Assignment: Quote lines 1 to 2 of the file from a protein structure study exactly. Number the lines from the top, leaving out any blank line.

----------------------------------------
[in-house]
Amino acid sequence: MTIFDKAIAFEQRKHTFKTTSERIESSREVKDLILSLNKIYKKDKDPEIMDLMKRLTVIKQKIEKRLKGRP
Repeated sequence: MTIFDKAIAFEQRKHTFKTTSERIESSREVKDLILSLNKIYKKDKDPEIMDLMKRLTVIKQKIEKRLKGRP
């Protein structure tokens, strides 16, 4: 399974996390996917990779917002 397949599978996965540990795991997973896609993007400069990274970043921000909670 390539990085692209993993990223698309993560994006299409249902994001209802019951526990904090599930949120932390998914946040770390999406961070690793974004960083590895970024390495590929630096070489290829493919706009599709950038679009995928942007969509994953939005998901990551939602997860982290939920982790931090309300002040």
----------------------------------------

[in-house]
Amino acid sequence: MTIFDKAIAFEQRKHTFKTTSERIESSREVKDLILSLNKIYKKDKDPEIMDLMKRLTVIKQKIEKRLKGRP